The Price of Oil Continues to Plummet, Markets are Shaken, Russia Raises Key Interest Rate to 17%, Should We Be Concerned?

The price of oil has plummeted since June 2014.  Brent crude oil went from over $110 per barrel to about $61 per barrel, a remarkable drop of close to 50%.  Its impacts are being felt around the world and watched closely by governments, central bankers, financial markets, analysts, investors, and others.  Let’s look at (1) the reasons that help explain this precipitous decline in oil prices, (2) some of the impacts felt around the world, and (3) whether American citizens should be concerned.  Let’s start with the reasons for the huge drop in oil prices that has occurred in the last six months.

Markets are affected by a number of factors.  But, two of the most important factors are: (1) economic freedom vs. government regulations, and (2) supply and demand.

In the oil market, the supply of oil has increased substantially.  Increased supply usually translates into lower prices.  Why has the supply of oil increased?  For one thing, we can look to Texas in 2008.  That’s when drilling started for shale oil in the Eagle Ford Shale.  Hydraulic fracturing technology helped America produce nearly 9 million barrels of oil a day.  Hydraulic fracturing has been a boom to oil production.  It also meant America was able to cut OPEC oil imports by about 50%.

Another source of oil has been Libya.  While analysts believed that internal problems would limit their production to a few hundred thousand barrels per day, Libya has overcome their issues and expect to produce about 1 million barrels a day by the end of 2014.

While supplies have been increasing, demand for oil in Europe and Asia has been declining.  Growth in China, Germany and other countries is cooling, so less oil is needed.  Another factor is the strength of the U. S. dollar.  When the U. S. dollar is strong, other currencies are relatively weaker.  In some Asian countries, the weak currencies mean consumers pay more for gasoline.  Then, typically they cut their purchases and demand drops.  Added to this is the fact that many countries are simultaneously cutting energy subsidies.  To take an example, India’s diesel subsidies helped fuel (pun intended) a large demand for diesel fuel.  But, India has curtailed those subsidies.  Not surprisingly, diesel demand in India has plateaued.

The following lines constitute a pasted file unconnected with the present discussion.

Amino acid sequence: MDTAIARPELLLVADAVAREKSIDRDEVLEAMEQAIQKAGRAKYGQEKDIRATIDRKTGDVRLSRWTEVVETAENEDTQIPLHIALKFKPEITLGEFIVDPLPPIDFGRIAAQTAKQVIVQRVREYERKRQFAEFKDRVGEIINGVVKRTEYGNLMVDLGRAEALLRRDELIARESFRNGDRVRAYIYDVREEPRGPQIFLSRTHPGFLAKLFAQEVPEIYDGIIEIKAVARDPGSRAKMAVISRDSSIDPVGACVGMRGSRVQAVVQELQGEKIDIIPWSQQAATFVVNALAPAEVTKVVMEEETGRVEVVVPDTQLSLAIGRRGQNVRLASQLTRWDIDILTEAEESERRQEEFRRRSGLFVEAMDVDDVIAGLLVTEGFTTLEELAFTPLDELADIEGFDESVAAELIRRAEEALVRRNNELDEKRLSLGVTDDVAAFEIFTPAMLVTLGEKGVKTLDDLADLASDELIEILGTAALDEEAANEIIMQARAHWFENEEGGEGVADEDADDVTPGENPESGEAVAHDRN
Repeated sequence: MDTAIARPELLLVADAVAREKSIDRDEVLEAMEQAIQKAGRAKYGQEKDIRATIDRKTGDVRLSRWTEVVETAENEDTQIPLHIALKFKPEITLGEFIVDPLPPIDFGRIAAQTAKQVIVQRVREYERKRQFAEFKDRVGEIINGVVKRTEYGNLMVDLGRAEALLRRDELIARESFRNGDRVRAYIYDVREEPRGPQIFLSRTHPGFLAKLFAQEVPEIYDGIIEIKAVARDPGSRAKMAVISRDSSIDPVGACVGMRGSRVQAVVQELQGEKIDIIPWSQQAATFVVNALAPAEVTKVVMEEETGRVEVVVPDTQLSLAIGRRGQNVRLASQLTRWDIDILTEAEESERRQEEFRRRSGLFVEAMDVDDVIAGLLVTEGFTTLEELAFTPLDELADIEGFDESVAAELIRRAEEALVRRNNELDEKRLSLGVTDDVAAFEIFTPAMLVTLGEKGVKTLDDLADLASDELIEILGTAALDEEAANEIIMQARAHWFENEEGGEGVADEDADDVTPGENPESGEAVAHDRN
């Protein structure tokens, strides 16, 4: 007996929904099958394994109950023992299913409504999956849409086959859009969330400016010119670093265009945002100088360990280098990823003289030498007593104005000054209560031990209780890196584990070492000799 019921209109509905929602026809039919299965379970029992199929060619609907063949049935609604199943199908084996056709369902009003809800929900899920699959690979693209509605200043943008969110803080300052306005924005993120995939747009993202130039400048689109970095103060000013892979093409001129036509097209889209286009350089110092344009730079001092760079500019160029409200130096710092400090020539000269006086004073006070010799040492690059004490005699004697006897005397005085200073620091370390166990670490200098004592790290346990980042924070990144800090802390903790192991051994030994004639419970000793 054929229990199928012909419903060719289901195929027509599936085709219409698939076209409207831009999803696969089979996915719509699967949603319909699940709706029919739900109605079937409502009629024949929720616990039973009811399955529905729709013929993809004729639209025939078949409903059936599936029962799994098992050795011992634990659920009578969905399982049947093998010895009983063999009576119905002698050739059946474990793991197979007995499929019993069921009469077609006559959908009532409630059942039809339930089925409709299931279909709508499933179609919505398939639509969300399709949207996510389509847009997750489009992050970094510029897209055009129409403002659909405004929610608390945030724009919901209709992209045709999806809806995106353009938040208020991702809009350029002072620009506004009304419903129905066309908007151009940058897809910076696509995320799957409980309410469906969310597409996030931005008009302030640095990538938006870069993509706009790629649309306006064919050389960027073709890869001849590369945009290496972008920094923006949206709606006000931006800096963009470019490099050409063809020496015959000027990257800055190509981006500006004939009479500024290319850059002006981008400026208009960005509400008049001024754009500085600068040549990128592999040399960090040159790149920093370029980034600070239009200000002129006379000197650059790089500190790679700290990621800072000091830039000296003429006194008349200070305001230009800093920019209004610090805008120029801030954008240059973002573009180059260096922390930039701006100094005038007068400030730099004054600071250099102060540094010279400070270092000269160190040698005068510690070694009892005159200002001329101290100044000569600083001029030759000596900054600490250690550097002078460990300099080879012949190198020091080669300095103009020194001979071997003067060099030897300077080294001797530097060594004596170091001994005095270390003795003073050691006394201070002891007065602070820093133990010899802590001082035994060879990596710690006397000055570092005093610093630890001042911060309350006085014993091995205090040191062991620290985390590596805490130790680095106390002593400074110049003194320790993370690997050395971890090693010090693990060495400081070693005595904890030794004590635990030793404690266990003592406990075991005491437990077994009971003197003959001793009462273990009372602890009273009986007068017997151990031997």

On Monday, the Russian ruble was impacted by the drop in oil prices along with other factors.  The ruble hit a record low.  This Monday was its lowest one-day decline since back in 1999.  It now takes 65 rubles to buy $1 versus earlier this year when 33 rubles were required to purchase one dollar.  Russia’s central bankers raised a key interest rate to 17%.

If you follow the stock market, the Dow Jones dropped over 300 points last Friday and nearly 100 points on Monday, probably because of worries about the impact of oil prices related to global growth.

Should American citizens be concerned?  Yes, of course, they should.  What can be done?  Implement a Ronald Reagan type economic growth program.  America experienced enormous growth and prosperity under those policies.  Remember the 17 million new jobs during his administration?  We can return to economic growth and prosperity, if we drop the progressive socialist policies we currently follow and replace them with:

1. Fiscal policies that cut growth in government spending

2. Tax policies that cut the marginal tax rates on labor and capital

3. Regulatory policies that cut the number, scope and complexity of regulations  impacting economic growth

4. Monetary policies that moderate the growth rate of the money supply.

For more information on economic freedom. economic growth, and empowering prosperity, please read my new book Renewing America and Its Heritage of Freedom.

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